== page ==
The Yale Hindi Debate

THE YALE HINDI DEBATE

Born as a student’s idea in a Yale classroom, the Yale Hindi Debate has grown exponentially, from an ambitious venture to an intellectual, cultural, and social institution. 
The debate was established as a Yale-only event in 2008, and now sees participation from faculty and students from USA’s preeminent schools, including Yale, Harvard, Princeton, Columbia, the University of Pennsylvania, NYU, Cornell, UCLA, Wesleyan, Rutgers, the University of Texas at Austin, and Wellesley College.

Feminism through a transnational lens

Feminism is worthless without intersectionality and inclusion.
— We All Can Do It, Houriiyah Tegally and Julia Jenjezwa, Yale '16
 "We All Can Do It", Winner of the Yale Women's Center "Feminism Today" Essay and Art Competition - Source: Houriiyah Tegally BR '16 and Julia Jenjezwa MC '16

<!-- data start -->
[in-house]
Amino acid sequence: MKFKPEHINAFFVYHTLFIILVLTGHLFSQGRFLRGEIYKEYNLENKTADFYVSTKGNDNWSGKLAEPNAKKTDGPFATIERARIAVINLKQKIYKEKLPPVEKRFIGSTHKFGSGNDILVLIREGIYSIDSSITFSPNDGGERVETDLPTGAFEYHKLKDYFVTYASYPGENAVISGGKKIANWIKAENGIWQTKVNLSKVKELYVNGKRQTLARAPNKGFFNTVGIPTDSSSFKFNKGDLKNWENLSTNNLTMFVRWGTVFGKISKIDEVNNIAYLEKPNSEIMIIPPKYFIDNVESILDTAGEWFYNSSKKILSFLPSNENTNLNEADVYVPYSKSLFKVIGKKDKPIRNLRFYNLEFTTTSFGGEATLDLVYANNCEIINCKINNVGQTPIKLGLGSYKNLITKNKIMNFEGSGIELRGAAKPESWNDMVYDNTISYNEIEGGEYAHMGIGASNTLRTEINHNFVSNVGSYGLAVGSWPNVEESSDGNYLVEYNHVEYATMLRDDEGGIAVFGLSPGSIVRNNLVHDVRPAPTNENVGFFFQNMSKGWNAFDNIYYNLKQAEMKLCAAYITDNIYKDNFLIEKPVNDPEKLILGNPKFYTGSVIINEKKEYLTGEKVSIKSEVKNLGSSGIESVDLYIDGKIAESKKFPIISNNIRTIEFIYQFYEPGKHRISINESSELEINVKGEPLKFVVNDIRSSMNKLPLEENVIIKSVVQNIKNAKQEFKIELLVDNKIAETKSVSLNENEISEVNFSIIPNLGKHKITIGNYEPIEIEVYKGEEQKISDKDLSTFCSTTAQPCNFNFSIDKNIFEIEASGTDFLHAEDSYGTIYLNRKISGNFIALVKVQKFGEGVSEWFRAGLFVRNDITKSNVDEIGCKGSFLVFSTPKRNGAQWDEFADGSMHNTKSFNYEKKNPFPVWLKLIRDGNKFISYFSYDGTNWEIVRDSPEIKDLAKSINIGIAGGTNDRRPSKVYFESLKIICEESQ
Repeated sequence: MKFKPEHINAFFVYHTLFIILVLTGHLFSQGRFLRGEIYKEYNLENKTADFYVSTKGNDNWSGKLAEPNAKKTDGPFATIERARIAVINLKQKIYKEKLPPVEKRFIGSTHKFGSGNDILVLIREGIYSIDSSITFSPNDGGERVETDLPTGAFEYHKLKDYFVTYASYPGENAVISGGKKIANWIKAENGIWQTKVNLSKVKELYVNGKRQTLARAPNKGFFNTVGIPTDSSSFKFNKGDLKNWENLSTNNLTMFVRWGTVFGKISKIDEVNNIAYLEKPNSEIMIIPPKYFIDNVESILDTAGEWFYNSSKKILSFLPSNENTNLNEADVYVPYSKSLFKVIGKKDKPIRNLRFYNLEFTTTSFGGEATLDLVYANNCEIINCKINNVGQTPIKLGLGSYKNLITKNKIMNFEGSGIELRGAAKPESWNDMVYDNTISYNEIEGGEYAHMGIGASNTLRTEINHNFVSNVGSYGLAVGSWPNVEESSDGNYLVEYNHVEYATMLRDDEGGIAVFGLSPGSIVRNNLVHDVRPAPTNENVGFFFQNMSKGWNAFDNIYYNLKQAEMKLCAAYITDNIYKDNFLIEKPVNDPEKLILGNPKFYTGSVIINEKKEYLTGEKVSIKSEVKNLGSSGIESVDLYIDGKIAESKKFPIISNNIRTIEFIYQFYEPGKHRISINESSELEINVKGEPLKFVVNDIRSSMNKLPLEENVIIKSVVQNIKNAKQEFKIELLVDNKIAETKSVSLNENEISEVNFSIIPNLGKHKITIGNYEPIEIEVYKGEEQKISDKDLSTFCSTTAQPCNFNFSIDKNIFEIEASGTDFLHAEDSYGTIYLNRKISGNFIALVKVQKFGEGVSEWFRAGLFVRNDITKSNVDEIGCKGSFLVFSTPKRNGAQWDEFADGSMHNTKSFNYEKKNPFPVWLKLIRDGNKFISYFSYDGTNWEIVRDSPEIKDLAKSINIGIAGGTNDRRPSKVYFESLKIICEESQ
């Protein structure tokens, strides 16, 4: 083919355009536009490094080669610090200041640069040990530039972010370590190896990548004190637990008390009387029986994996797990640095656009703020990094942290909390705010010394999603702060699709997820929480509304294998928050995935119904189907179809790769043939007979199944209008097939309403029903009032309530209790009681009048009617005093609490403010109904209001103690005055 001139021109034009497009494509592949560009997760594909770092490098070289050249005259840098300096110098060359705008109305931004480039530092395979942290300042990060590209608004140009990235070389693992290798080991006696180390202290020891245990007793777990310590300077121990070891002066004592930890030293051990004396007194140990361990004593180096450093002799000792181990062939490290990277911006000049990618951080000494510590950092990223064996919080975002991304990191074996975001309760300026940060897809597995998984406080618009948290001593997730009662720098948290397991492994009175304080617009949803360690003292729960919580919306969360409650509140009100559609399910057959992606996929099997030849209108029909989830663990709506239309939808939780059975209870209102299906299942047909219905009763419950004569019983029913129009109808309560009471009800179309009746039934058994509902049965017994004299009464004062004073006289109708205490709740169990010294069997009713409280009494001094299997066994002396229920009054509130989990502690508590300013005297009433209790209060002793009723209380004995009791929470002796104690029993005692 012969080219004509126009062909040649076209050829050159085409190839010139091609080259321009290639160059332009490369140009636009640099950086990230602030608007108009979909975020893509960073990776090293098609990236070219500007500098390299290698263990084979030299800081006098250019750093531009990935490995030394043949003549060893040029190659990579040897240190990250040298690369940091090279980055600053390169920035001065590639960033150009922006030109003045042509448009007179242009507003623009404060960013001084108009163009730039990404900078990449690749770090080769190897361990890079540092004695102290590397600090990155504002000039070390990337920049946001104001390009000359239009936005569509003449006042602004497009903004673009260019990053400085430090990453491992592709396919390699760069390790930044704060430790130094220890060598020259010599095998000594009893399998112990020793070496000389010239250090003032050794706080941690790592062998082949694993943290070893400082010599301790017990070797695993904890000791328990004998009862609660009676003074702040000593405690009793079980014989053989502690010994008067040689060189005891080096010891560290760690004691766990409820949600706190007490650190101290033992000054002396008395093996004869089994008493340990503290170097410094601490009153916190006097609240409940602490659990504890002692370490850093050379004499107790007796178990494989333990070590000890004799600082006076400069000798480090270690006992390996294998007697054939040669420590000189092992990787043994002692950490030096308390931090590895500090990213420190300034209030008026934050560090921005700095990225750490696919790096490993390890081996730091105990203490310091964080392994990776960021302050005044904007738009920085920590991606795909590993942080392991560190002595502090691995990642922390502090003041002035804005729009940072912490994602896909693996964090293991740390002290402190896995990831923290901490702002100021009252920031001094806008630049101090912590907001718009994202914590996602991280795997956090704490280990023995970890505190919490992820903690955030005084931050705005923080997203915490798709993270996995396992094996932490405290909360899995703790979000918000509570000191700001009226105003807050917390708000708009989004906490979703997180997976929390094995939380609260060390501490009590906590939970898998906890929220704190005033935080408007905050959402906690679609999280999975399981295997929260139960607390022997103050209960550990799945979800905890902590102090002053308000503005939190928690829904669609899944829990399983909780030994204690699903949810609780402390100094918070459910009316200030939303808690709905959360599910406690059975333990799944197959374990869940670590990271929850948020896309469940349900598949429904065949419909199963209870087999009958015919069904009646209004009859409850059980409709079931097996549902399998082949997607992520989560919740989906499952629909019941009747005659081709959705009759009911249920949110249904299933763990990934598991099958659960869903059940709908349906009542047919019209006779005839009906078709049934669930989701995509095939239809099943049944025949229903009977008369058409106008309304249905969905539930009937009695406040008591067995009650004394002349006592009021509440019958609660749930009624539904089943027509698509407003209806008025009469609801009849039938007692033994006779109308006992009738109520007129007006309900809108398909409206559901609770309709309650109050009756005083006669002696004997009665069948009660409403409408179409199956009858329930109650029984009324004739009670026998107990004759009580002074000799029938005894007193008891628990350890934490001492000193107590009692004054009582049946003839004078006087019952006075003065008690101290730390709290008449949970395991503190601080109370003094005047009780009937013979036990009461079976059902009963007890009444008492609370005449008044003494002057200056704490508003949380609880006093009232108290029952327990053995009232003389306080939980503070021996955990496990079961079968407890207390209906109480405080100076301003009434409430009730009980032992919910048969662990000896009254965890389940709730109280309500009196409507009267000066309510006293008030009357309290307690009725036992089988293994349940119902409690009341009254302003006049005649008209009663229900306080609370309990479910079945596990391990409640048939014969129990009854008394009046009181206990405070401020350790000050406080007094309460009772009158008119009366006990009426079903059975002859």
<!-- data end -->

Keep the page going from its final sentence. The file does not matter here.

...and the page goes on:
"We All Can Do It", Winner of the Yale Women's Center "Feminism Today" Essay and Art Competition - Source: Houriiyah Tegally BR '16 and Julia Jenjezwa MC '16

The winning project of the Yale Women's Center "Feminism Today" Essay and Art Competition - "We All Can Do It" by Houriiyah Tegally and Julia Jenjezwa, featuring the talents of several Yale students - expertly intertwines feminism and ethnicity, arguing that the two are inseparable, and that without inclusion, feminism fails. Today's world has feminism in the spotlight. Is feminism, by being centered on inclusion, a testimony to the significance of ethnicity?

When pondering over the motion for YHD 2014, it may be a useful exercise to think beyond the realms of globalization and ethnicity alone, and to place them in the context of the larger picture, in which many forces work simultaneously - sometimes in conjunction, and sometimes in opposition. "We All Can Do It" certainly has YHD thinking.